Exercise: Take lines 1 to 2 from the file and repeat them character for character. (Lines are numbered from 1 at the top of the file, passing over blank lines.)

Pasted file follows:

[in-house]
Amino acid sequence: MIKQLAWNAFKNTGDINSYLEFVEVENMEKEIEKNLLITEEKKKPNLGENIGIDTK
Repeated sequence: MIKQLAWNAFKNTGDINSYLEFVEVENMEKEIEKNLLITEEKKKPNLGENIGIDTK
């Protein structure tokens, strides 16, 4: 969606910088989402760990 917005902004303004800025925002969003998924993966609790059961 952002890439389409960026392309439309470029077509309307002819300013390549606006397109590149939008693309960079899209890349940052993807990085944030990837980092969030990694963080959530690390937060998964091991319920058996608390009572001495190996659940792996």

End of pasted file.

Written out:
[in-house]
Amino acid sequence: MIKQLAWNAFKNTGDINSYLEFVEVENMEKEIEKNLLITEEKKKPNLGENIGIDTK